As online sales rapidly increase, Amazon takes a bigger piece of the ecommerce pie, voice commerce and virtual reality appear imminent and subscription models are revitalized, why do sales associates need to be part of the shopping journey at all?

It’s a fair question to ask.

A cursory analysis leads one to believe that the human touch is increasingly unessential to selling consumer products. For a number of categories, this might be true. Sure, after you find a good soap, diaper or toothbrush you can just reorder it over and over again, and maybe even sign up for a subscription that Amazon facilitates. These commodity items are dog food for Amazon and the company will gorge itself as much as it can, removing as many humans from the selling process as possible. Just ask Alexa.

But for most other categories and price points beyond the commodity level, as the number of brands and products increase, a human-driven sales process is becoming more essential than ever. This is more than just “personalization”—an overused buzzword depleted of meaning. Rather, we’re witnessing the first major resurgence of human-first shopping in the digital age that is remaking—and revitalizing—the role of the sales associate.

There a number of prominent examples of this shift:

  • Stitch Fix’s entire business is predicated on people playing an integral role in making data useful for brands and shoppers alike. The data only takes the company so far—its stylists must translate it into actionable recommendations for customers. During the company’s IPO, Wall Street struggled to understand this message, which is not as cutting-edge as it seems at first glance—in other words, it has not invented a technology that makes humans entirely obsolete from retail. Regardless, Stitch Fix is taking a practical approach, and it seems to be working very well, bringing in over $1 billion in revenue with a team of over 3,000 stylists.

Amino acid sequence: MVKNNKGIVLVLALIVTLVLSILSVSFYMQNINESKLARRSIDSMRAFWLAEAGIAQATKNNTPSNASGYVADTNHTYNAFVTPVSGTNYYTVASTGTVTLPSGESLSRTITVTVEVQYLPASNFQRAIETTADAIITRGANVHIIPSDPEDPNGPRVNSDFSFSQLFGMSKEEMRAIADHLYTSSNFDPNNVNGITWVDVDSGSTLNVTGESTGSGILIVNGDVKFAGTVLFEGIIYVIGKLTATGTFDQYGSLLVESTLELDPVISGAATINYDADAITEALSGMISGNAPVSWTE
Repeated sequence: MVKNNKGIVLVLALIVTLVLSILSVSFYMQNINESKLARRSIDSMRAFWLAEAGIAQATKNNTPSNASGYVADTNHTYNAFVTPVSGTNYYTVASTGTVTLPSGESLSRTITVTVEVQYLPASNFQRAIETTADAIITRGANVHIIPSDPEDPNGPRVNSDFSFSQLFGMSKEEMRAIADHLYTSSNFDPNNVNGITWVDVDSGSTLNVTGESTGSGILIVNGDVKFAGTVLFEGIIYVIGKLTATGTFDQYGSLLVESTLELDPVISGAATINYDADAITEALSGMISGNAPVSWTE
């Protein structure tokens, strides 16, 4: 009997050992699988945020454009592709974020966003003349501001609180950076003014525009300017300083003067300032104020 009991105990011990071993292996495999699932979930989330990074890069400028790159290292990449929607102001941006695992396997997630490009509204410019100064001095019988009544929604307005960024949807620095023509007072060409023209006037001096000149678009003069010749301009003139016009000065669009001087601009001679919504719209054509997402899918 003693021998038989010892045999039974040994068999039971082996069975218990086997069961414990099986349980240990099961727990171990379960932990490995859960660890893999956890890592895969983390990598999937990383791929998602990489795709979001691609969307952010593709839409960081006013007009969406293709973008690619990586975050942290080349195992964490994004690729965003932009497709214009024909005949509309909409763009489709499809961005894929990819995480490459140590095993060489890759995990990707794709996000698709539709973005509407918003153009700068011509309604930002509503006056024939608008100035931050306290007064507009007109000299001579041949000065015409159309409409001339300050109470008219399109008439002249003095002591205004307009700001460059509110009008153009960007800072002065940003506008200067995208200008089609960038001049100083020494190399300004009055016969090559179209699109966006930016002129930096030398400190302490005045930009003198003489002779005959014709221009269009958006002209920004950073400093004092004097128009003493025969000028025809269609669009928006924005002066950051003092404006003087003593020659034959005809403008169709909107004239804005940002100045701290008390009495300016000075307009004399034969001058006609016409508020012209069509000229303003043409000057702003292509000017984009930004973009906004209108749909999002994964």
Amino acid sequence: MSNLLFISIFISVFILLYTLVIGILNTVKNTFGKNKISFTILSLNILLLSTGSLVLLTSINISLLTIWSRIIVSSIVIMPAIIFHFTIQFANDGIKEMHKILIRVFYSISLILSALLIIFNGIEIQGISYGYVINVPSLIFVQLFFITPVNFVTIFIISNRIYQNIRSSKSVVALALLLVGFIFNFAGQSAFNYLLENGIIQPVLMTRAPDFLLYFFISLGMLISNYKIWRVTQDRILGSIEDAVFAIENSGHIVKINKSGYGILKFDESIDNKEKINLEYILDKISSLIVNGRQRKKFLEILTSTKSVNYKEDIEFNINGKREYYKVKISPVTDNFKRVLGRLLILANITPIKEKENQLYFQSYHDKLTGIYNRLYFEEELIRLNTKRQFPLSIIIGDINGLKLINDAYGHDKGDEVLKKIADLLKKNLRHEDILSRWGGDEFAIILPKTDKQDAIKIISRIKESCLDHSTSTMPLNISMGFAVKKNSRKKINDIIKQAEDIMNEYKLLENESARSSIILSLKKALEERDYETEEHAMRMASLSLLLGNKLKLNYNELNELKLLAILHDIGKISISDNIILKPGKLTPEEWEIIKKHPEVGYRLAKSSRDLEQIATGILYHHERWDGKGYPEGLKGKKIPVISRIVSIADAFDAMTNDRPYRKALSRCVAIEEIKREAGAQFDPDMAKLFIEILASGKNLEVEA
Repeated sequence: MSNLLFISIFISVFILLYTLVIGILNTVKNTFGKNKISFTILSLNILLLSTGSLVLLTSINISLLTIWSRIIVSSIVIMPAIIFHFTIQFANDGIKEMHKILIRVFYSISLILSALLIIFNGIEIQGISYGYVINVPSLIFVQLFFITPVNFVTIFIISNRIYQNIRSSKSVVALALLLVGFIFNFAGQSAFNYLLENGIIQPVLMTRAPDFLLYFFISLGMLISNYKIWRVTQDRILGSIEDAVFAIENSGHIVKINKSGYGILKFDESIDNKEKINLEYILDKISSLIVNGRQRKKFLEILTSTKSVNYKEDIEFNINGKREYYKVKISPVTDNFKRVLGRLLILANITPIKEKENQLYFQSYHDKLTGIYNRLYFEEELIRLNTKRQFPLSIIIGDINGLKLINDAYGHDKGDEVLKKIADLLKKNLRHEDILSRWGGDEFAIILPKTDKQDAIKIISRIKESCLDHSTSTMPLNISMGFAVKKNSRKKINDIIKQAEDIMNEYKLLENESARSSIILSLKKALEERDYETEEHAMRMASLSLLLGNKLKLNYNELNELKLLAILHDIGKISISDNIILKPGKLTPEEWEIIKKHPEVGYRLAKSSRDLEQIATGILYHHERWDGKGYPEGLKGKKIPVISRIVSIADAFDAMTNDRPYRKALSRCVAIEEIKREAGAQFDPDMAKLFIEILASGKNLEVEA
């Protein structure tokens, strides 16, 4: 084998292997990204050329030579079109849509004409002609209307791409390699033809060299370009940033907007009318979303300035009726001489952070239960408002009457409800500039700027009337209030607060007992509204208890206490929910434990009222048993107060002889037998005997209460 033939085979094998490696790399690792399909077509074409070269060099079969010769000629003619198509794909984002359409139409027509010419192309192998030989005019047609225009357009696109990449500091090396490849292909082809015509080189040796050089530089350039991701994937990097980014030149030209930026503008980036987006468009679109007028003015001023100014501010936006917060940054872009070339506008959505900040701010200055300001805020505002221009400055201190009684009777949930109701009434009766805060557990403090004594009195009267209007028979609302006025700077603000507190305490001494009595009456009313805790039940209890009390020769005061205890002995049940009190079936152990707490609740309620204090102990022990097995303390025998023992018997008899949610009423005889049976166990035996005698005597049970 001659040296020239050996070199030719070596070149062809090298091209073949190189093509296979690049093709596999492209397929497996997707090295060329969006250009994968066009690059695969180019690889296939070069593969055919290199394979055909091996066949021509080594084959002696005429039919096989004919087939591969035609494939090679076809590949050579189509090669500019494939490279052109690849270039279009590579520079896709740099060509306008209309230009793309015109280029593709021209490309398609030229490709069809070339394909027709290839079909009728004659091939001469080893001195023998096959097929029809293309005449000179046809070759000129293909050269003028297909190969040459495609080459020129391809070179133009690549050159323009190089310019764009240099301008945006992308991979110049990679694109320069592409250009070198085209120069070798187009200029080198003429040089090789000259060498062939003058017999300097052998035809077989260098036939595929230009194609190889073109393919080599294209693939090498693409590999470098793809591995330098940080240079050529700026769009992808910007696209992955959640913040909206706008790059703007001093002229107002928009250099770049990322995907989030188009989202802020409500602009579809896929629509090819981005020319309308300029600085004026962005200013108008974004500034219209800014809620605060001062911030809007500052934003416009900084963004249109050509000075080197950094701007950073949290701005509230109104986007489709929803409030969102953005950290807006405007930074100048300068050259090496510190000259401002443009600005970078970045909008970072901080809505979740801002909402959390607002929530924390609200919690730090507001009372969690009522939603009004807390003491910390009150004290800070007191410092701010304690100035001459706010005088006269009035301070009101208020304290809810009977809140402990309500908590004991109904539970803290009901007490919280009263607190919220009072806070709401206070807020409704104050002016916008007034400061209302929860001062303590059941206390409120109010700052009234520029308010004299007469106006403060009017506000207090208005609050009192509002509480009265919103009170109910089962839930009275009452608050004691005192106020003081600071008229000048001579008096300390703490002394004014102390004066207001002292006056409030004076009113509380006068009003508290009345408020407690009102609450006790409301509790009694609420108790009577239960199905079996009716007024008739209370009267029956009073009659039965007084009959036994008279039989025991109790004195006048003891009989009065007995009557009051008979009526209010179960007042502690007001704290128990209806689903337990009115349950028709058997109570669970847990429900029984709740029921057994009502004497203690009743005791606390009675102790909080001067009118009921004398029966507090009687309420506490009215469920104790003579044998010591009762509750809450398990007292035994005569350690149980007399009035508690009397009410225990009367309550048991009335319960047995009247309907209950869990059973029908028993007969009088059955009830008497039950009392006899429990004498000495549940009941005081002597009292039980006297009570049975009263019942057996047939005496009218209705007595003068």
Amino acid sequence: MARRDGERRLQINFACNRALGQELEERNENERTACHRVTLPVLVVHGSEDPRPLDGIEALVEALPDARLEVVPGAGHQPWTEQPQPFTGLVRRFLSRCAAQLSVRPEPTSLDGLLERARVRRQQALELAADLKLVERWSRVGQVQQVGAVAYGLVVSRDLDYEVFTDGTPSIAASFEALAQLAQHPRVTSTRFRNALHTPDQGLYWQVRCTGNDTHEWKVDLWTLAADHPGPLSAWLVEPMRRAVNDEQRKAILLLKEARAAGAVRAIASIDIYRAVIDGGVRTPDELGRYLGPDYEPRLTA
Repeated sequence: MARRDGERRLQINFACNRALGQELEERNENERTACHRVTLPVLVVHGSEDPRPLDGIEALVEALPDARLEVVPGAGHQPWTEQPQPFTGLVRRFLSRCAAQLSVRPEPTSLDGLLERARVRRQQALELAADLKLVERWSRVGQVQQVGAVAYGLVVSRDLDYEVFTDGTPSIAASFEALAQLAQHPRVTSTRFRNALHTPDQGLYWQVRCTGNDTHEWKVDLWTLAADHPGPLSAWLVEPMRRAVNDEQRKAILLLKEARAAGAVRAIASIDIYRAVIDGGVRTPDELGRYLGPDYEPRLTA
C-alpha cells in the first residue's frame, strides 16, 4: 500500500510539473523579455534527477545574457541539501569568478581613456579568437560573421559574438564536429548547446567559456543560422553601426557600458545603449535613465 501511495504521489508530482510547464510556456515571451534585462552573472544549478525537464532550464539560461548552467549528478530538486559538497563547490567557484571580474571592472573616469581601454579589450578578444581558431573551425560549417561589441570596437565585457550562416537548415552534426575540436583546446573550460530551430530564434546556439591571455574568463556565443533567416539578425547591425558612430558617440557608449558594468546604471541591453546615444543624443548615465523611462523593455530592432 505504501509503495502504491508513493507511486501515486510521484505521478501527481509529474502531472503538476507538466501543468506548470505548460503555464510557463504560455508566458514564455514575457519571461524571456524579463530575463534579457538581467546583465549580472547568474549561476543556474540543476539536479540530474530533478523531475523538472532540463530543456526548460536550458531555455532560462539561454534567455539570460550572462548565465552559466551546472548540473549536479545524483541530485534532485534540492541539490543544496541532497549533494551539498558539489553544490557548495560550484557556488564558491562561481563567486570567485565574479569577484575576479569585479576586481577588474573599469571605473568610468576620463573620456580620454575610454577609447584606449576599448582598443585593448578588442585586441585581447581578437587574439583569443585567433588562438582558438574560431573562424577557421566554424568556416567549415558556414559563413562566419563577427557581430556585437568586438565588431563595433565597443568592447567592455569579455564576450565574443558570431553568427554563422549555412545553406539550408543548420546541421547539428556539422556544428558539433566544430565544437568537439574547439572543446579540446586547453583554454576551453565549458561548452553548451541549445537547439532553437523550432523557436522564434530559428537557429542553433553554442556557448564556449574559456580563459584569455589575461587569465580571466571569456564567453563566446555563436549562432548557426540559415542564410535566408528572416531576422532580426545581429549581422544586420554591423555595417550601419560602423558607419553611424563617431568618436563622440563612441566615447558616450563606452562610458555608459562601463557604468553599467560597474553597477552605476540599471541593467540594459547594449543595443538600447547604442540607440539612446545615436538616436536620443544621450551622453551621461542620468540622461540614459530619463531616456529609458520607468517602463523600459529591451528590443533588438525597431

• Glossier relies heavily on its influencers and brand ambassadors to market its products around the world. This is crucial to its image, product education and customer service—not to mention its sales. The company often seeds products to influencers as a testing ground before it goes into new markets at full speed, using an updated version of what some call multi-level marketing (MLM), which companies like Avon and the Girl Scouts use to sell their products. The difference with Glossier is that it controls the sales and fulfillment process itself—its ambassadors have  their own profiles on Glossier’s website. This allows the brand to maintain control over the influencer program, while still gaining many—if not more—benefits from person-to-person selling.

  • Dia & Co, which serves the plus-size market by sending its customers boxes of clothes to try on at home, leans heavily on its stylists to help customers find the right products. The plus-size market has been traditionally poorly served from both a product and retail perspective, which makes Dia’s people-centric approach crucial to its success. The company’s customers seek real dialogue and a platform where they can share feedback after being ignored for far too long. New growth markets such as plus-size often find a more personal approach essential, especially in their early days.

The companies above have realized that the quest to remove all friction from the buying process—which Amazon has done better than anyone else—creates an overabundance of choice. This is a problem that is arguably harder to overcome as it creates more noise in the market, making it more challenging to find the best products and brands. Ironically, the quest to remove humans from the shopping experience has made humans a more essential part of the shopping experience than ever before.